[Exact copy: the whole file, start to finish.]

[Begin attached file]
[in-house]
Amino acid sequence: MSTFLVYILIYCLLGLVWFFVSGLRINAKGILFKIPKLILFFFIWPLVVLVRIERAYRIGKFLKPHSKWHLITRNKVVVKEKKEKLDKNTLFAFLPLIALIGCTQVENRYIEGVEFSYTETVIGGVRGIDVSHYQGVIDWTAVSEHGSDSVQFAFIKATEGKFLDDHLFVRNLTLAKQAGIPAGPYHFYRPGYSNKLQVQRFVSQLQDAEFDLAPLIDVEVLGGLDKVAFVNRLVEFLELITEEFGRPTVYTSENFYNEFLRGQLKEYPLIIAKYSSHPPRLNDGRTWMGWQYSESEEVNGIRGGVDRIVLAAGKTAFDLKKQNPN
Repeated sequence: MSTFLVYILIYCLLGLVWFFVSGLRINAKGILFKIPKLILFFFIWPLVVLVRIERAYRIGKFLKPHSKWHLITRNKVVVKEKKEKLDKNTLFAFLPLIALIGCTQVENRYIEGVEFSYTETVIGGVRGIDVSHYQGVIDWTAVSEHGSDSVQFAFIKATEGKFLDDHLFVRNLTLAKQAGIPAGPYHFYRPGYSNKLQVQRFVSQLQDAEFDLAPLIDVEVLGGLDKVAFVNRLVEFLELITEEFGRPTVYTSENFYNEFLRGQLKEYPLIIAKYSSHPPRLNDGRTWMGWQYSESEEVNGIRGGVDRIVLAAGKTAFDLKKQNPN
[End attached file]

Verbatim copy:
[in-house]
Amino acid sequence: MSTFLVYILIYCLLGLVWFFVSGLRINAKGILFKIPKLILFFFIWPLVVLVRIERAYRIGKFLKPHSKWHLITRNKVVVKEKKEKLDKNTLFAFLPLIALIGCTQVENRYIEGVEFSYTETVIGGVRGIDVSHYQGVIDWTAVSEHGSDSVQFAFIKATEGKFLDDHLFVRNLTLAKQAGIPAGPYHFYRPGYSNKLQVQRFVSQLQDAEFDLAPLIDVEVLGGLDKVAFVNRLVEFLELITEEFGRPTVYTSENFYNEFLRGQLKEYPLIIAKYSSHPPRLNDGRTWMGWQYSESEEVNGIRGGVDRIVLAAGKTAFDLKKQNPN
Repeated sequence: MSTFLVYILIYCLLGLVWFFVSGLRINAKGILFKIPKLILFFFIWPLVVLVRIERAYRIGKFLKPHSKWHLITRNKVVVKEKKEKLDKNTLFAFLPLIALIGCTQVENRYIEGVEFSYTETVIGGVRGIDVSHYQGVIDWTAVSEHGSDSVQFAFIKATEGKFLDDHLFVRNLTLAKQAGIPAGPYHFYRPGYSNKLQVQRFVSQLQDAEFDLAPLIDVEVLGGLDKVAFVNRLVEFLELITEEFGRPTVYTSENFYNEFLRGQLKEYPLIIAKYSSHPPRLNDGRTWMGWQYSESEEVNGIRGGVDRIVLAAGKTAFDLKKQNPN